For both Brandon and Lydia, the military's transition to open service took place a few months after they had arrived at the Academy.  Hence, as freshmen cadets, they had no time to even think about what that meant for them.  And yet, she and Brandon found that a great weight had been lifted in that they no longer needed to lie about what the did on weekends and with whom.  They discovered that they had the security of being able to choose  to tell friends who they are.  Telling peers turned out to have its own rewards; their peers asked questions and were accepting.  The development of that kind of camaraderie is a huge part of what leadership training is all about.

What is it like to be open at the Academy?  They have equality stickers on their computers; their e mail tags say, "Co President of Spectrum."  And when fellow cadets talk about weekends, they now remember to recognize and take into account Lydia's and Brandon's identity and relationships, rather than assuming that everyone is straight.  Thus, they noted, simply being open about who they are at the Academy has made others more aware and accepting.  That kind of progress, for them, is what gives meaning to their pioneering risk taking.

When I asked them about their future expectations, as founders of the first lesbian and gay group at the Academy, Brandon was pragmatic.  First, he expects to graduate, be commissioned and become a 2nd Lieutenant.  As an openly gay officer, he wants to be able to "keep the ball rolling," to set an example.  He believes that the Air Force Academy is on the cutting edge of equal rights; and so he will be able to feel comfortable about his airmen knowing who he is.  (It should be no different than if he were Hispanic or Black). 

For Lydia, the main purpose of what they are doing is that Spectrum breaks down people's ideas of what or who a gay person is; it is educating their peers and future officers that they are no different from any other cadet and future leader.  They are making themselves available via Spectrum, she said, so that their fellow cadets will know the right thing to do when leading their airmen as officers; so that as leaders they will be able to empathize with those of their airmen who are gay.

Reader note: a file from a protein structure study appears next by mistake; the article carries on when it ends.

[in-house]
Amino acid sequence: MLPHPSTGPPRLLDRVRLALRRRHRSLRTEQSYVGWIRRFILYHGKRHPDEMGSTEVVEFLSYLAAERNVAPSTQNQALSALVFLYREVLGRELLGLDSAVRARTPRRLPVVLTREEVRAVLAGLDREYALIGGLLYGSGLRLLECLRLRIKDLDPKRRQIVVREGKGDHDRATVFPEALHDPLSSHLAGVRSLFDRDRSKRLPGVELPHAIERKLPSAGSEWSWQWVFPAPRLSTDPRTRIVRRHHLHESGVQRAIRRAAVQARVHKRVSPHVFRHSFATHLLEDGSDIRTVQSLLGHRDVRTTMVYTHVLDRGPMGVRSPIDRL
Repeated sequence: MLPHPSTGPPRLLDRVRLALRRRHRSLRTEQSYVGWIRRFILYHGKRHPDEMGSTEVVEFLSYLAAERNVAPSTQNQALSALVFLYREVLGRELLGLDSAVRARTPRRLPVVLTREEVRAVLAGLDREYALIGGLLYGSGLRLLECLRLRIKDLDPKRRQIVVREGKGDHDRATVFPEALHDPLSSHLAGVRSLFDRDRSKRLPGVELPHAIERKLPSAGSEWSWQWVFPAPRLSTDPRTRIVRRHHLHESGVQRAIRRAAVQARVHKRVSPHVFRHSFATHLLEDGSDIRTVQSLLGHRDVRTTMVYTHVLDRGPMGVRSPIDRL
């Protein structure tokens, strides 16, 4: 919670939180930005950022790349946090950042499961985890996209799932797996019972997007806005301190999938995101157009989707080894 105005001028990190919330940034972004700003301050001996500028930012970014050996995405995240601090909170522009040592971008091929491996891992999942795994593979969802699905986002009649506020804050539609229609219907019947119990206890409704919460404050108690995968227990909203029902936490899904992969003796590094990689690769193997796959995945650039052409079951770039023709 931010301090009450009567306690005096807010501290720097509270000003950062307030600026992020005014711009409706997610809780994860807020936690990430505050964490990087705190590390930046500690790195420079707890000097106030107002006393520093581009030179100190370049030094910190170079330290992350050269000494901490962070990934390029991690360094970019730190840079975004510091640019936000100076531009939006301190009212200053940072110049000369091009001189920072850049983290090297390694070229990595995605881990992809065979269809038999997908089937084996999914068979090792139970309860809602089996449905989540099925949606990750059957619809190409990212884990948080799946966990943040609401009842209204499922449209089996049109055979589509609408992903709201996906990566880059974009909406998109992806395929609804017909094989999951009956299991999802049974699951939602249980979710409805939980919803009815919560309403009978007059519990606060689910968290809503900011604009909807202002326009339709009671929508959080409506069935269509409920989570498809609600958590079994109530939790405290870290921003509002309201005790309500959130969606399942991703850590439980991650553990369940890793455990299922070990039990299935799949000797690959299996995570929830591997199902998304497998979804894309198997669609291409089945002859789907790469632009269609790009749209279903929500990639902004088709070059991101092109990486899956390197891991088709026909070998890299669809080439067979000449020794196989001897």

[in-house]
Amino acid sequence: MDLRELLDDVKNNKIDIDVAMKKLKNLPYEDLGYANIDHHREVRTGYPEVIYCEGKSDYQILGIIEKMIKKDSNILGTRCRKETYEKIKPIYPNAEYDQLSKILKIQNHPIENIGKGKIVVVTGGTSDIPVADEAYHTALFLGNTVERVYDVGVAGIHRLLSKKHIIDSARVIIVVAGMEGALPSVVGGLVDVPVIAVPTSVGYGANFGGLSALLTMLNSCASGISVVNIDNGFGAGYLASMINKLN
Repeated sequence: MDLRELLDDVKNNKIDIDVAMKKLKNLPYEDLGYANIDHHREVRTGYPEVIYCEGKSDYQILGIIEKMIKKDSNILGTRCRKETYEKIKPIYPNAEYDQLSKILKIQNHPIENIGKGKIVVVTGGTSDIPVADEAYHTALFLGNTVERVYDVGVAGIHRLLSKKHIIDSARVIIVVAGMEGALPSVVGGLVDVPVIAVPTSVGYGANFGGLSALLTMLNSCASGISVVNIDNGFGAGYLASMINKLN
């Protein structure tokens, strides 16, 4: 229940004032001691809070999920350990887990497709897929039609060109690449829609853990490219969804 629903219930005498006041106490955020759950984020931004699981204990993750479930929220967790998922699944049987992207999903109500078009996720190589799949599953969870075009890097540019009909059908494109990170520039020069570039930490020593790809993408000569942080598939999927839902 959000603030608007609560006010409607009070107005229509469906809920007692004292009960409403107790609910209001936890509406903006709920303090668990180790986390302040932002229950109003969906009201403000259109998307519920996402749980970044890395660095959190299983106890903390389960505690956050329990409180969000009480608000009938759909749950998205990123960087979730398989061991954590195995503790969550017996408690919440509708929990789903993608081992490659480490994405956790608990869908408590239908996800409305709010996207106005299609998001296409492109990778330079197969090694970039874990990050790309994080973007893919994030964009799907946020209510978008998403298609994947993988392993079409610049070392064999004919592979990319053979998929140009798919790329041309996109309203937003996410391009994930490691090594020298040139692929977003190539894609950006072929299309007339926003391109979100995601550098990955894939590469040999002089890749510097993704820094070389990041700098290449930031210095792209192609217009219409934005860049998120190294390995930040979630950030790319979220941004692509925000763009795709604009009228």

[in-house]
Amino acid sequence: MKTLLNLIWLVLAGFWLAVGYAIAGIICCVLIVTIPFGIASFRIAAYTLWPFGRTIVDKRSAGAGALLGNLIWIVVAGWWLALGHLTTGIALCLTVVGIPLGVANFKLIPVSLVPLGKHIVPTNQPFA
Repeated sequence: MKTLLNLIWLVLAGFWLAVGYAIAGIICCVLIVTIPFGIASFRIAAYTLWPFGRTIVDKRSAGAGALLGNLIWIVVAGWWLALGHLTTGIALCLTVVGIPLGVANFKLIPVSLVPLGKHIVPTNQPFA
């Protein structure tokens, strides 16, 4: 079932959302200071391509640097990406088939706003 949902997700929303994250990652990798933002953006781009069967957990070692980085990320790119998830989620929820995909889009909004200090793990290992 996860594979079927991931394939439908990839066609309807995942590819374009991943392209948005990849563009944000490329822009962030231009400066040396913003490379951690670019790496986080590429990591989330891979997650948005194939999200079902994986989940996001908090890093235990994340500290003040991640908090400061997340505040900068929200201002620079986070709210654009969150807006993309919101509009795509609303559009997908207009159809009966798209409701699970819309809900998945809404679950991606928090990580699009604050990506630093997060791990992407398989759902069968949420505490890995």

While there is not currently any formal training component regarding "how to be an officer who happens to be gay," Brandon and Lydia are pioneering in providing "safe space training" which is open to all cadets.  They provide information on gay culture and lead open discussions.  The very existence of Spectrum at the Academy enables all cadets to understand, respect, and relate to their peers and the airmen they will lead.

Lydia and Brandon realize that not all gay cadets choose to be out.  They made the choice to do so, they said, both to enable themselves to be better leaders, and to set an example by being proud of who they are, without shame; thus creating an environment where others may feel safe in being out as well.  Individuals choose the time that is right for them to come out; when they are ready, Spectrum will be there for them, according to Brandon.  Lydia added that she and Brandon have chosen to be the first,  exemplifying that they can be out and proud carrying on without any problems from peers or command.  "We are here to stay," she said.

Most people would not choose to be a 'poster kid' as the first out gay cadet,  Brandon noted.  But, "we are just who we are.  To lead, you have to know yourself, and embrace who you are; if you are still struggling with that, it's much harder to lead others."

Spectrum was honored and thanked by Blue Alliance (the organization of LGBT Air Force Academy graduates), at its dinner earlier this year, for being the first out organization at the Academy and thus representing all those who came before and paving the way for those who will follow in the future.

 All this old gay sergeant can say is, OUTSTANDING!

  2013 Gay Military Signal